Suppose we have picked that our kernel length for the circumferential median filter is 9 pixels, that means from the beginning of the data we are looking at these 9 data values: 23 65 64 120 187 90 47 209 72
Now we order (rank) these 9 data values in increasing value:
23 47 64 65 72 90 120 187 209
The median value of the ordered list of values is 72, which means that there are as many elements below this median value (4 elements) as there are above this median value. So the data with index 5 which has original value of 187 is now being replaced with the median value which is 72. So the filtered row of data will look something as follows:
. . .
Index 1, 2, 3 and 4 values are not replaced since they occur before half of the kernel length. However index 6, 7, 8 and so on can now be determined by moving the kernel by one more index. So for index 6, the new values in the kernel are:
65 64 120 187 90 47 209 72 53
Then the above set of values will be re-ordered and ranked to determine the median value, and that median value will be the new value for index 6. The process is repeated until the whole data in the image is processed.
This circumferential filter is performed to reduce/remove the noise or irregularities on the disk edge.
In one embodiment additional filtering can also be performed. For example a radial column by radial column median filtering operation along the radial direction can be performed to further reduce noise or irregularities on the disk edge. This type of filtering is similar to the circumferential filtering described above but in the radial direction.
Some embodiments of the present invention apply a conventional two-dimensional Laplacian horizontal edge detection to filter. Additional details about the two-dimensional Laplacian horizontal edge detection is found in “Digital Imaging” by Howard E. Burdick, McGraw-Hill, New York, 1997, pages 105–109. The two-dimensional horizontal edge detection is performed by using a convolution operation with a two dimensional kernel. By performing a convolution operation with this special kernel, the resulting image is uniform everywhere except where there is a horizontal feature.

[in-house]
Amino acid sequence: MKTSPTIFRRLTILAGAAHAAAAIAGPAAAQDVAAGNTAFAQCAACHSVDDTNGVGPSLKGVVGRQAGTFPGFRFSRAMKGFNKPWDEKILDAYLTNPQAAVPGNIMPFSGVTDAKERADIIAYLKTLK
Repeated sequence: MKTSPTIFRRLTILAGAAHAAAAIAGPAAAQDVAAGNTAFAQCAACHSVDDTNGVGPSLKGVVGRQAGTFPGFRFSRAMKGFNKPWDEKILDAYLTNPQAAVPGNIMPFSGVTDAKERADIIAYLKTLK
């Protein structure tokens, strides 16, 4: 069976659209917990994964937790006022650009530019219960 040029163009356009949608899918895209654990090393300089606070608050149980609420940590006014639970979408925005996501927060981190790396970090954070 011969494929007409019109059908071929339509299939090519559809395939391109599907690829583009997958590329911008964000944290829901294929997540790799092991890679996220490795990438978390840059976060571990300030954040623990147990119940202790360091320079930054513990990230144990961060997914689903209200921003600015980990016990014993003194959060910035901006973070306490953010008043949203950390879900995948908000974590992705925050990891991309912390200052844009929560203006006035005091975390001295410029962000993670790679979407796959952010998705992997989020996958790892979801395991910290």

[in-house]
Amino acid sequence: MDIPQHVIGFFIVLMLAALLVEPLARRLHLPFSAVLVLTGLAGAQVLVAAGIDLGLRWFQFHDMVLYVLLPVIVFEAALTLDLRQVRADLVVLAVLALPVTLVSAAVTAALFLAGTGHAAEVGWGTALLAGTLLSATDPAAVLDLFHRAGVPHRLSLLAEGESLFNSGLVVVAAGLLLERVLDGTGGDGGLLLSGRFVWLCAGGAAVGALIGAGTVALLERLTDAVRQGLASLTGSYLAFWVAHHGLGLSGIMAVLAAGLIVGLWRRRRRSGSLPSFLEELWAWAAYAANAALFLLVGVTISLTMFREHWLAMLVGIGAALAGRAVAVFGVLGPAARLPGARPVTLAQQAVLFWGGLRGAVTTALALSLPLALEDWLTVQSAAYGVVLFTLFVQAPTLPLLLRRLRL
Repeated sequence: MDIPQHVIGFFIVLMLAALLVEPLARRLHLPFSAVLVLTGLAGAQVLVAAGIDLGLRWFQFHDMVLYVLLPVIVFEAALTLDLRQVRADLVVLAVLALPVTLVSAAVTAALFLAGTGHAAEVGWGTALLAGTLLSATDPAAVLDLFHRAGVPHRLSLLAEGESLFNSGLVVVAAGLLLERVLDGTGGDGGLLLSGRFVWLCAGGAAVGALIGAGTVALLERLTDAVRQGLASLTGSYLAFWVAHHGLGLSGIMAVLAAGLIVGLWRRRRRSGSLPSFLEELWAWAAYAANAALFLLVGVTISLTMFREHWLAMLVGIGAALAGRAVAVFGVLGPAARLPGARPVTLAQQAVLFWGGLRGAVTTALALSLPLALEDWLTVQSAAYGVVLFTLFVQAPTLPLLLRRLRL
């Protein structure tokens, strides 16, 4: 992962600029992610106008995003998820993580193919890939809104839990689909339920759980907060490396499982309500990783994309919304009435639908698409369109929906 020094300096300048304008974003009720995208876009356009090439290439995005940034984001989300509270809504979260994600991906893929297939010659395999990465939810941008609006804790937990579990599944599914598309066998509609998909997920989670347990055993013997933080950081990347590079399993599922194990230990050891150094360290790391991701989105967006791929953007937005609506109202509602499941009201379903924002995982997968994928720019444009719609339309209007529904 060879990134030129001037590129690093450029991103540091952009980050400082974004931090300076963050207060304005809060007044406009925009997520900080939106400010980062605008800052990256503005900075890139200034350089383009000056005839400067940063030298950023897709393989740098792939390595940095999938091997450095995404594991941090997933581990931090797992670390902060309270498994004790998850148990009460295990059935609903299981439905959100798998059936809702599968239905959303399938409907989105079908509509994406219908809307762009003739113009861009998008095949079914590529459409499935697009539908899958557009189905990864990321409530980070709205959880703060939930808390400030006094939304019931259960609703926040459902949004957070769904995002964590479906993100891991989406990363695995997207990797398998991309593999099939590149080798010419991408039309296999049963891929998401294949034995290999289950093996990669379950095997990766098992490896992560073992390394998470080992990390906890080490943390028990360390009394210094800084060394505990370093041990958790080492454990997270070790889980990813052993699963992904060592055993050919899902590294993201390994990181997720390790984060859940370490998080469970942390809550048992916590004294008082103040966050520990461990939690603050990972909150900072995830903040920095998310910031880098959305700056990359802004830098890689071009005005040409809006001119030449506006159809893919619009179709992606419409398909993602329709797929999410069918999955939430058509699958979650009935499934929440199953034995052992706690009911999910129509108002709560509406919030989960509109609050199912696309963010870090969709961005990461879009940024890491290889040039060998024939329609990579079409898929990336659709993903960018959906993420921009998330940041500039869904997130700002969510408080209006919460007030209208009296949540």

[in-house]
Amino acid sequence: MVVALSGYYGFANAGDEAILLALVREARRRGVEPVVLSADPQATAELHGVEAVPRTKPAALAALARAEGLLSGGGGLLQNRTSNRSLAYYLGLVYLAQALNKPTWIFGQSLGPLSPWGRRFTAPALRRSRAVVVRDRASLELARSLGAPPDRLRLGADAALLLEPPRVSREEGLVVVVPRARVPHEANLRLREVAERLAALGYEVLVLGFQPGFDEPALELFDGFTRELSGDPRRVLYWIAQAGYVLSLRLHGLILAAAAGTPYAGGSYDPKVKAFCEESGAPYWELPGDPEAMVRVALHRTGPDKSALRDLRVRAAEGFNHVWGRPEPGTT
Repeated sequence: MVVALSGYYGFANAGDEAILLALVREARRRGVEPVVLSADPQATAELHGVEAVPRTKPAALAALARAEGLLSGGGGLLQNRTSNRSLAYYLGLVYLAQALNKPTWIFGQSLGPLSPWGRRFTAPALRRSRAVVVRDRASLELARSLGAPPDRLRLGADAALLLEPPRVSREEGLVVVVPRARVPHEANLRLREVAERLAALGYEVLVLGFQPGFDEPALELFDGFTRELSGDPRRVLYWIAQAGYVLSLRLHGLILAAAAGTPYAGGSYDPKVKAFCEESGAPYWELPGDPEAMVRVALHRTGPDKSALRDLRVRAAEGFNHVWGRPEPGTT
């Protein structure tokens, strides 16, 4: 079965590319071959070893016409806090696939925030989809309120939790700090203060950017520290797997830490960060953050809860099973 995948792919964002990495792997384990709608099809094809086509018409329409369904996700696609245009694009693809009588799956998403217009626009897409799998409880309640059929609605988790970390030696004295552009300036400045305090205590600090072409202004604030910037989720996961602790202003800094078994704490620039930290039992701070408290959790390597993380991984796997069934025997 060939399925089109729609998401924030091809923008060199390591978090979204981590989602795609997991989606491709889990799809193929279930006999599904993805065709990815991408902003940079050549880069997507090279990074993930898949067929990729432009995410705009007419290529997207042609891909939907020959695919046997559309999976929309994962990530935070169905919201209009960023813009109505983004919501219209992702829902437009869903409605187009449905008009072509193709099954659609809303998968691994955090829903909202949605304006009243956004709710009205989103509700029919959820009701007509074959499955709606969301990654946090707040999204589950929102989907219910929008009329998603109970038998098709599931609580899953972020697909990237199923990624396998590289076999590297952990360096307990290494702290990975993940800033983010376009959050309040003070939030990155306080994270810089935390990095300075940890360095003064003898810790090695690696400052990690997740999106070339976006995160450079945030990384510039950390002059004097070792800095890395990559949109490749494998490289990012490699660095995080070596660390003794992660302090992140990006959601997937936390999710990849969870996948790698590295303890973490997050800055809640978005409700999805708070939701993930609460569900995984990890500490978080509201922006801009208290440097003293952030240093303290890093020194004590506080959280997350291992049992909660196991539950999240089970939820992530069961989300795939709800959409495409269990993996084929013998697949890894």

In one embodiment of the present invention a circle fit algorithm uses the edge data for multiple servo sectors or the edge data for the inner diameter of the disk to identify a circle that best fits the identified edges.
As indicated above, the present invention envisions alternate techniques can be used to identify the physical center of the disk or the center of the magnetic pattern without departing from the present invention.
After receiving 109 the image of the magnetic servo pattern, the present invention automatically identifies 111 the center of the magnetic image of the magnetic servo pattern. It is envisioned that this identification can be accomplished in a variety of ways without departing from the scope of the present invention. In one embodiment, the edge of the magnetic boundary is detected using a filtering technique similar to that described above with respect to identifying the physical edge. A sub-image of the magnetic pattern is created using, for example, the Candela OSA 6100 or OSA 5100 optical surface analyzer identified above.
In some processes the magnetic pattern is not substantially uniform across the circumferential direction. Instead, the magnetic image pattern boundary is identified as vertical stripes.
In one embodiment of the present invention, the edge (for example the bottom edge) of the features is identified.
In one embodiment a one-dimensional kernel with a threshold is applied to the image (